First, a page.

The entire process in this room is sweat-inducing. Workers have to take swigs of alcohol-free beer or water to cool down. Each stage of the glass-making process is carried out pretty much in silence due to concentration. Just one wrong millimetre in the line of engraving can mean a piece (that has gone through 20 other hands), could end up in the rubbish heap by quality control for recycling and starting all over again. This was incredibly painful to watch. To me, the pieces thrown out were pristine.
What makes Moser stand out is that their glass is 100% handmade with cutting, engraving and painting all done by hand. The engraving and painting were mesmerising to watch.
The time and effort placed in the pieces to make are simply mind-blowing. In fact, one luxury fruit bowl that was just two days from completion during my visit. It had been under construction for two solid months and cost the client £40,000!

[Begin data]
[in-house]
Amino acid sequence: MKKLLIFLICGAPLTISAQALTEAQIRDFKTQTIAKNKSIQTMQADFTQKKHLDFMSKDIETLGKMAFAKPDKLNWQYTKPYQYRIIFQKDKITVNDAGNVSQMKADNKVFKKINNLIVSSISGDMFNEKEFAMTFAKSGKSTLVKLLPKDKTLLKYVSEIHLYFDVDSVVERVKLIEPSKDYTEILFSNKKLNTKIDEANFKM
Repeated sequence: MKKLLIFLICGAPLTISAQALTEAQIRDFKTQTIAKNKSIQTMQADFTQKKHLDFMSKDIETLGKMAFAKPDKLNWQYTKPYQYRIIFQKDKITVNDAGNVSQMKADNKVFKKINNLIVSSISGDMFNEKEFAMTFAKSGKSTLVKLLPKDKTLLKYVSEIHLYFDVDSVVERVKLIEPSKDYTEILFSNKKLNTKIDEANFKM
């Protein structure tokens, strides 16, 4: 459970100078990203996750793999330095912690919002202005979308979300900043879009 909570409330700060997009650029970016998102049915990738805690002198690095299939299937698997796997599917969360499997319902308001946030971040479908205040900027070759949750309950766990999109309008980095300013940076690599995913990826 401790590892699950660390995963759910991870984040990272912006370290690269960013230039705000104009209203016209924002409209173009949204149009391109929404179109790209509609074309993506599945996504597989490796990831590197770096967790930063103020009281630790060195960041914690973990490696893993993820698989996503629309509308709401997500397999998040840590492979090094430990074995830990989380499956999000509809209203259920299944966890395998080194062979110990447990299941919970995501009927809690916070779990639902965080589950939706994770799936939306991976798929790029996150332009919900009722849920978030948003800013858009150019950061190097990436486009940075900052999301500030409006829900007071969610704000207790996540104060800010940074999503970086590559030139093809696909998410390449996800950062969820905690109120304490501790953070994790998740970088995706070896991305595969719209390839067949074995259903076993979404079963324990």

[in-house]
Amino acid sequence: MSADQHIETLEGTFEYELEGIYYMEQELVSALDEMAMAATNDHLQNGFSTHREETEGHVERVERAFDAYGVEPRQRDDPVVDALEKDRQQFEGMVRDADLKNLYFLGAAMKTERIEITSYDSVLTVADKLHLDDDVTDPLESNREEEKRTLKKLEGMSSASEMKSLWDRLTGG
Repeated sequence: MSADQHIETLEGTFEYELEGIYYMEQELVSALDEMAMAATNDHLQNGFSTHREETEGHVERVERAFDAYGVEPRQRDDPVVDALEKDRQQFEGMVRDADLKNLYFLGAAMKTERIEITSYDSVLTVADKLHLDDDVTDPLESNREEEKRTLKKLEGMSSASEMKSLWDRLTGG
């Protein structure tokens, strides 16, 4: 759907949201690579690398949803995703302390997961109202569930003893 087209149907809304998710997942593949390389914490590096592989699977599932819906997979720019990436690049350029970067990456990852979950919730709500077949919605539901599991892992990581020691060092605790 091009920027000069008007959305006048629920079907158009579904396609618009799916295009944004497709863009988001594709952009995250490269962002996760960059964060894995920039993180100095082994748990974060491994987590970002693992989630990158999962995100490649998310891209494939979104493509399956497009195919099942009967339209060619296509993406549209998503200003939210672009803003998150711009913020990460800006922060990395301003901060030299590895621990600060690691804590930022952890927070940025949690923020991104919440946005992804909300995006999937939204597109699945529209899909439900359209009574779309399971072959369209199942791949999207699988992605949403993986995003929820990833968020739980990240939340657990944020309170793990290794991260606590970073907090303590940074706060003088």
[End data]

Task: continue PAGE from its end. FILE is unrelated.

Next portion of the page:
The onsite museum gives people an insight into the history of Moser glassworks. Here you can see how the company has successfully gone through many historical twists. Short-term trends and changes in tastes are visible to see via luxury beverage sets, decorative objects and Moser master-engravings over the years.
But one thing of note is, that it has always kept its unmistakable style and creative approach to the creation of new collections.
Thanks to its flexible policy, Moser responds to the specific wishes of clients in individual markets which has helped strengthen their position as an exclusive supplier of original Moser products. The company has recently recorded a growth in sales and an increase in efficiency, as well as maintaining its reputation in the international competition, thanks to the highly-qualified experts in all professions.
Not ones to be complacent, Moser regularly updates its products by keeping in mind the changing tastes and needs of a younger generation of customers. However, the traditional core portfolio remains popular today than ever. The glassworks regularly presents’ its new collections at exhibitions in Frankfurt, Milano or at the Maison & Objet Design Exhibition in Paris.